Estrangement factors associated with addiction to alcohol and drugs among homeless youth in three U.S. cities
AbstractSubstance use is highly prevalent among homeless, street-involved young people. Societal estrangement is often associated with substance use, particularly among this population. The current study sought to identify four domains of social estrangement (disaffiliation, human capital, identification with homeless culture, and psychological dysfunction) in relation to alcohol and drug addiction. Homeless young adults were recruited from three disparate urban areas: Los Angeles, CA (nÂ =Â 50), Austin, TX (nÂ =Â 50) and St. Louis, MO (nÂ =Â 46) using comparable research methods and measurement instruments. Findings demonstrated that variables measuring psychological dysfunction and homeless culture predicted alcohol addiction, while institutional disaffiliation and homeless culture predicted drug addiction. Findings affirm distinct patterns of estrangement related to alcohol compared to drug addiction. Understanding these features and the heterogeneity of this population has strong potential for assisting development of programs targeting substance use among this underserved population.
Download InfoIf you experience problems downloading a file, check if you have the proper application to view it first. In case of further problems read the IDEAS help page. Note that these files are not on the IDEAS site. Please be patient as the files may be large.
As the access to this document is restricted, you may want to look for a different version under "Related research" (further below) or search for a different version of it.
Bibliographic InfoArticle provided by Elsevier in its journal Evaluation and Program Planning.
Volume (Year): 33 (2010)
Issue (Month): 4 (November)
Contact details of provider:
Web page: http://www.elsevier.com/locate/evalprogplan
Homeless youth Street youth Societal estrangement Substance abuse Addiction Alcohol abuse Drug abuse;
Please report citation or reference errors to , or , if you are the registered author of the cited work, log in to your RePEc Author Service profile, click on "citations" and make appropriate adjustments.:
- Marco Oberti, 2000. "Diversity and Complexity in Local Forms of Urban Anti-poverty Strategies in Europe," International Journal of Urban and Regional Research, Wiley Blackwell, vol. 24(3), pages 519-535, 09.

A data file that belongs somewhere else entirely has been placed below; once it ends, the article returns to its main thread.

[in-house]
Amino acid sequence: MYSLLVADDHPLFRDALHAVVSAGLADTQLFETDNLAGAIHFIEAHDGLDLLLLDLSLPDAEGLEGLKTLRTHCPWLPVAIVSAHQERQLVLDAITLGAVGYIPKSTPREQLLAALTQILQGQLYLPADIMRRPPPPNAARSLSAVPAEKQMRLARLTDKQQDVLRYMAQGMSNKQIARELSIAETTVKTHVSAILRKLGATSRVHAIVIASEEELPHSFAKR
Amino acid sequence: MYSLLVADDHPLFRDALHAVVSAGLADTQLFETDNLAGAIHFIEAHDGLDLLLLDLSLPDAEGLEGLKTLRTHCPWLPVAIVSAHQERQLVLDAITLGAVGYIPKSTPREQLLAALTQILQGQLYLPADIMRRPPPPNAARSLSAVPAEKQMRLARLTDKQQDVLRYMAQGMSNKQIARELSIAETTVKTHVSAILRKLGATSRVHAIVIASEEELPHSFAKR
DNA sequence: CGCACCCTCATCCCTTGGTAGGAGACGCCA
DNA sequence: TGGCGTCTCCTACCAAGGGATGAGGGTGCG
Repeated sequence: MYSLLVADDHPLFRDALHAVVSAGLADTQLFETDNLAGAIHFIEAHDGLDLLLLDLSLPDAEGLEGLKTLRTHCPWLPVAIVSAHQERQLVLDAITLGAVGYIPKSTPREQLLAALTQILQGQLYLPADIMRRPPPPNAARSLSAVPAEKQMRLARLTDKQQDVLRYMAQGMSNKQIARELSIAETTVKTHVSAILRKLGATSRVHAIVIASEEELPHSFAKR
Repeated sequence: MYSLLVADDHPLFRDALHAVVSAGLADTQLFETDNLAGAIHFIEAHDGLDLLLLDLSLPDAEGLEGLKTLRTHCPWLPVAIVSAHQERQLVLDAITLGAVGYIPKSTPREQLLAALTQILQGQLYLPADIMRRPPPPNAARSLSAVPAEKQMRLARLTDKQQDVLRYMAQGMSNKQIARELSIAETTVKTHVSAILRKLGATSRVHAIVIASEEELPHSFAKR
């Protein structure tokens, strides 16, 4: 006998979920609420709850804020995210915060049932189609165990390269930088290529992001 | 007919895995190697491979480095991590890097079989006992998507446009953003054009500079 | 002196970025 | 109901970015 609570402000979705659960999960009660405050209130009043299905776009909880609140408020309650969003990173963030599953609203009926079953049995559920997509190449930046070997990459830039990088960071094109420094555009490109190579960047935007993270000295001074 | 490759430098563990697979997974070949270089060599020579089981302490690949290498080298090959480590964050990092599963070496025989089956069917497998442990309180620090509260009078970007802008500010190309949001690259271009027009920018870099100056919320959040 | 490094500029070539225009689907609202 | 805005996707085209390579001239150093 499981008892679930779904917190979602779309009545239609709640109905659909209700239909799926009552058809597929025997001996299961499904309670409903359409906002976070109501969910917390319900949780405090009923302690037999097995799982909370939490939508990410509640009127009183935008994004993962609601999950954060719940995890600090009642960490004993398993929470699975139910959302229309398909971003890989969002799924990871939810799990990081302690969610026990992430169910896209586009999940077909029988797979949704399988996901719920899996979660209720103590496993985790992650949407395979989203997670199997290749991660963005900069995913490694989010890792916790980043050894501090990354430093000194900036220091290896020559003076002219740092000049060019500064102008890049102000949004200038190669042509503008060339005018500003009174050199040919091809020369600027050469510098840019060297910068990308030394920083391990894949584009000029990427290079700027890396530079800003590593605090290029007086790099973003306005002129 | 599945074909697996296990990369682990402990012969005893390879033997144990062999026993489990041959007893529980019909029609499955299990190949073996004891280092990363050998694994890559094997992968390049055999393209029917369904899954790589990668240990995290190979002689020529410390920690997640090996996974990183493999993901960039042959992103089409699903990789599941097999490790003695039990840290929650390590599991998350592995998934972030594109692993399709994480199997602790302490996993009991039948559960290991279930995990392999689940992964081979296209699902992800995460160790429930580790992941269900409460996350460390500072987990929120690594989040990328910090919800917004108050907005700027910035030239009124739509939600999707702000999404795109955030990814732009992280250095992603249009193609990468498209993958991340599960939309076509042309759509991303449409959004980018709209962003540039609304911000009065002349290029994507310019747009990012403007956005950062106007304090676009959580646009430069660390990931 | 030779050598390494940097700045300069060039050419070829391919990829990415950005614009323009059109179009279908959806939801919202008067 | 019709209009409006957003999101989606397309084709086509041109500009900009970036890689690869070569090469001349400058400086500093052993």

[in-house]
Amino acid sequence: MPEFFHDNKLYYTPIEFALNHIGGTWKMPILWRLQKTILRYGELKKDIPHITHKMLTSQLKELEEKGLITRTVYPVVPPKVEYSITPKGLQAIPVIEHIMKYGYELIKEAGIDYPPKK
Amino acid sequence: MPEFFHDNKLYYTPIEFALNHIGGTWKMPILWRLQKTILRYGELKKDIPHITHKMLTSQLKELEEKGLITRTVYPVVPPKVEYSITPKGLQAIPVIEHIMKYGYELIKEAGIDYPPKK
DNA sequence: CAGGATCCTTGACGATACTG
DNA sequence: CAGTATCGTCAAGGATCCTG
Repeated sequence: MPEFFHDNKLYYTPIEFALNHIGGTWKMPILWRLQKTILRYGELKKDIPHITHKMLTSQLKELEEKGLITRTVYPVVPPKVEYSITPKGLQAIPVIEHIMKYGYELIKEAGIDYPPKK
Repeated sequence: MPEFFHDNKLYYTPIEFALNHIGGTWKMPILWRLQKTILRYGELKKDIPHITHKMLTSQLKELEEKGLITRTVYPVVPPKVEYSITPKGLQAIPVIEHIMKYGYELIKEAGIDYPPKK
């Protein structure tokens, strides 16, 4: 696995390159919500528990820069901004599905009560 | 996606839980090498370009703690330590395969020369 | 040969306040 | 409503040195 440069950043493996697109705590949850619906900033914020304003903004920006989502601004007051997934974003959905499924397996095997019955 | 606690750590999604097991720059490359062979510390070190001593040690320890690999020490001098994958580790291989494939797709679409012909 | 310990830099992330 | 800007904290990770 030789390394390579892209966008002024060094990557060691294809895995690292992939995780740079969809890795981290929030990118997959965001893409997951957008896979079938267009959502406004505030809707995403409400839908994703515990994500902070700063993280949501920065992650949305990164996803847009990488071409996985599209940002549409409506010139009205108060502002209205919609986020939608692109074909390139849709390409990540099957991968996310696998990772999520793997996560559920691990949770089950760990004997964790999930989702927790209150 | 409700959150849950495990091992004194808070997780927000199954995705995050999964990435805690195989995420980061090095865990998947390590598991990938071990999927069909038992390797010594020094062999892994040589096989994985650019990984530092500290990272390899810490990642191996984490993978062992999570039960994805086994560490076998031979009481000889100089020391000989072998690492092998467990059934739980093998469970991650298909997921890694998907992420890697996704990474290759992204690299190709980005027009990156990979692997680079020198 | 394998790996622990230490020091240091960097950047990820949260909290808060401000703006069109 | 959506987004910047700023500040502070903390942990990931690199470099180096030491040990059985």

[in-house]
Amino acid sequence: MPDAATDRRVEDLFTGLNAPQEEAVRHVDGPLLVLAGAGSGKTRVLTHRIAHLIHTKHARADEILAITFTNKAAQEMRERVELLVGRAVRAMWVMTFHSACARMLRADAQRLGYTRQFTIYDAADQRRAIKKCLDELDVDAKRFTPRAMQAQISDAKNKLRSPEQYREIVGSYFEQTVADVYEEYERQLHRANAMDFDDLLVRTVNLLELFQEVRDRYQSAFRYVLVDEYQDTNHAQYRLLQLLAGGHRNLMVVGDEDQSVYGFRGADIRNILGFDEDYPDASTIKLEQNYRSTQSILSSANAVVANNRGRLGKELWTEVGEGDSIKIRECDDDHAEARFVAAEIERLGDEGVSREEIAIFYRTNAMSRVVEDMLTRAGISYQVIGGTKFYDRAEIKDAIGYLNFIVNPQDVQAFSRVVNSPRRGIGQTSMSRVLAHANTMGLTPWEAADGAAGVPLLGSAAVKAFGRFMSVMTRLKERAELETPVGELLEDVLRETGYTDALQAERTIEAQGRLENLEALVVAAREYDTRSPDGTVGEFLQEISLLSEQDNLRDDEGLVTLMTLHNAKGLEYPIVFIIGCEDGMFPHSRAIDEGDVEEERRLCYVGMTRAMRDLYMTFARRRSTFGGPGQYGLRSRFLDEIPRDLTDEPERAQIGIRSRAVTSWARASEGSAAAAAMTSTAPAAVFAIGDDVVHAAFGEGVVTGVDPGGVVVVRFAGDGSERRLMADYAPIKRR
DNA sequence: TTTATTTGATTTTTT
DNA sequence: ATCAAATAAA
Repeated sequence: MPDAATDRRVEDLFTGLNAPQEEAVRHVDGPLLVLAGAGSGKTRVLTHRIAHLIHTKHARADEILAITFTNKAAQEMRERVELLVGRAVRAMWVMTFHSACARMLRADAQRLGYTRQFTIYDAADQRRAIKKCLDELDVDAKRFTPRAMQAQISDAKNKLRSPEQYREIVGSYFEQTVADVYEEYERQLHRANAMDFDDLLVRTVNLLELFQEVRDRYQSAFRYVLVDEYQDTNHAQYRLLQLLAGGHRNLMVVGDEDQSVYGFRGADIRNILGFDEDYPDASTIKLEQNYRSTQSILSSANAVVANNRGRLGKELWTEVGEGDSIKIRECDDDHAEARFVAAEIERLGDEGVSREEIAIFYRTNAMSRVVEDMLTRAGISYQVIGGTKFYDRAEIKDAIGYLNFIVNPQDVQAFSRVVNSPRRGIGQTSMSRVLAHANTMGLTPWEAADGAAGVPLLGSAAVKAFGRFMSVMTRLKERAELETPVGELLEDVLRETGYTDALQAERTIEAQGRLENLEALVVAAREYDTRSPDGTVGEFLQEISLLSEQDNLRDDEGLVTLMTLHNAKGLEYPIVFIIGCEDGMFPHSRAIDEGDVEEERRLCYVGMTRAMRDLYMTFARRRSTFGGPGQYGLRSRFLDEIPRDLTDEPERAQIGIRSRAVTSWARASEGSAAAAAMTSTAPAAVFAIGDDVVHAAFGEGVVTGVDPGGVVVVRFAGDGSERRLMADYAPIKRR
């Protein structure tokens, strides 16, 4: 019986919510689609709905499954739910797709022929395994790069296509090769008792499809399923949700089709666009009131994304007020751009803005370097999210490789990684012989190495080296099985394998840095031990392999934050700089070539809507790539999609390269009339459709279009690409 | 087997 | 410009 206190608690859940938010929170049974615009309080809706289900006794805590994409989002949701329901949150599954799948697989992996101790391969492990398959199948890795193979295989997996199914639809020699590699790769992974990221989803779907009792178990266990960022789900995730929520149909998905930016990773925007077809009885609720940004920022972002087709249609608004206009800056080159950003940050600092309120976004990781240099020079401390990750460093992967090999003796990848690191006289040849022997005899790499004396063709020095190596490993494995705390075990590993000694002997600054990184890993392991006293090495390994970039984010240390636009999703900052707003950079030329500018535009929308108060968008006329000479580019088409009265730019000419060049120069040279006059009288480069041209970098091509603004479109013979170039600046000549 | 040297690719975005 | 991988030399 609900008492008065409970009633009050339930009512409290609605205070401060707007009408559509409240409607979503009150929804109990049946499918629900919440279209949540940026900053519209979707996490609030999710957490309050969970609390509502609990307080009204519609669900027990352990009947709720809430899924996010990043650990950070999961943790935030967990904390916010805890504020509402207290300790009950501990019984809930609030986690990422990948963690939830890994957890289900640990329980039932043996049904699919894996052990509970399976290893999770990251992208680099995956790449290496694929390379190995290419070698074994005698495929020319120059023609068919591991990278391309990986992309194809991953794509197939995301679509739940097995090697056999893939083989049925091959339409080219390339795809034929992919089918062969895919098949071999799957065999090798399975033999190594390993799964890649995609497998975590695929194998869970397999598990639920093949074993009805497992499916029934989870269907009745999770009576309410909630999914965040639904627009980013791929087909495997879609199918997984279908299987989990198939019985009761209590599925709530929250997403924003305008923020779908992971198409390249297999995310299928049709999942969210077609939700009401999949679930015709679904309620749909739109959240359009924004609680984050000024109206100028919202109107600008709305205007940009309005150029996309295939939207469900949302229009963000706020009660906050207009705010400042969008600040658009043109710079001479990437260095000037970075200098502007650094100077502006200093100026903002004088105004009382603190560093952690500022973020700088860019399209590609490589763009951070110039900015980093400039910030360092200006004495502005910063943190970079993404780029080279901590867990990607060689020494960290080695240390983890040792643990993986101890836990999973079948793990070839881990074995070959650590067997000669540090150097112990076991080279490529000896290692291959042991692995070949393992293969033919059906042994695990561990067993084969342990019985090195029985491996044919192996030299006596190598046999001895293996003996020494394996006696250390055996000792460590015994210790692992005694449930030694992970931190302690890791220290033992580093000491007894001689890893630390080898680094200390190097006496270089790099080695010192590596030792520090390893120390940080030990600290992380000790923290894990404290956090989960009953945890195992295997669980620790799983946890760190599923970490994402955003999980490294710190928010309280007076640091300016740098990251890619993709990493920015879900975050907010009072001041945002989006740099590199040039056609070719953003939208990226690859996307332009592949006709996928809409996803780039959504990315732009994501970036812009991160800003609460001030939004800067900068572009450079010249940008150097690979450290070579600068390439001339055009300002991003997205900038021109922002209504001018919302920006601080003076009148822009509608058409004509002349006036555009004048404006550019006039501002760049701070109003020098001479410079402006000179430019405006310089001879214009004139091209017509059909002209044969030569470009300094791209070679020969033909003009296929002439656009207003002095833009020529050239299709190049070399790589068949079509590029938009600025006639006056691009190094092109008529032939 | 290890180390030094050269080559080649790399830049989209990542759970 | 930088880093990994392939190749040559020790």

- Robert Castel, 2000. "The Roads to Disaffiliation: Insecure Work and Vulnerable Relationships," International Journal of Urban and Regional Research, Wiley Blackwell, vol. 24(3), pages 519-535, 09.
- Auerswald, Colette L. & Eyre, Stephen L., 2002. "Youth homelessness in San Francisco: A life cycle approach," Social Science & Medicine, Elsevier, vol. 54(10), pages 1497-1512, May.
- Martijn, Claudine & Sharpe, Louise, 2006. "Pathways to youth homelessness," Social Science & Medicine, Elsevier, vol. 62(1), pages 1-12, January.
- Bender, Kimberly & Thompson, Sanna J. & Ferguson, Kristin & Komlo, Chelsea & Taylor, Chelsea & Yoder, Jamie, 2012. "Substance use and victimization: Street-involved youths' perspectives and service implications," Children and Youth Services Review, Elsevier, vol. 34(12), pages 2392-2399.
For technical questions regarding this item, or to correct its authors, title, abstract, bibliographic or download information, contact: (Wendy Shamier).
If you have authored this item and are not yet registered with RePEc, we encourage you to do it here. This allows to link your profile to this item. It also allows you to accept potential citations to this item that we are uncertain about.
If references are entirely missing, you can add them using this form.
If the full references list an item that is present in RePEc, but the system did not link to it, you can help with this form.
If you know of missing items citing this one, you can help us creating those links by adding the relevant references in the same way as above, for each refering item. If you are a registered author of this item, you may also want to check the "citations" tab in your profile, as there may be some citations waiting for confirmation.
Please note that corrections may take a couple of weeks to filter through the various RePEc services.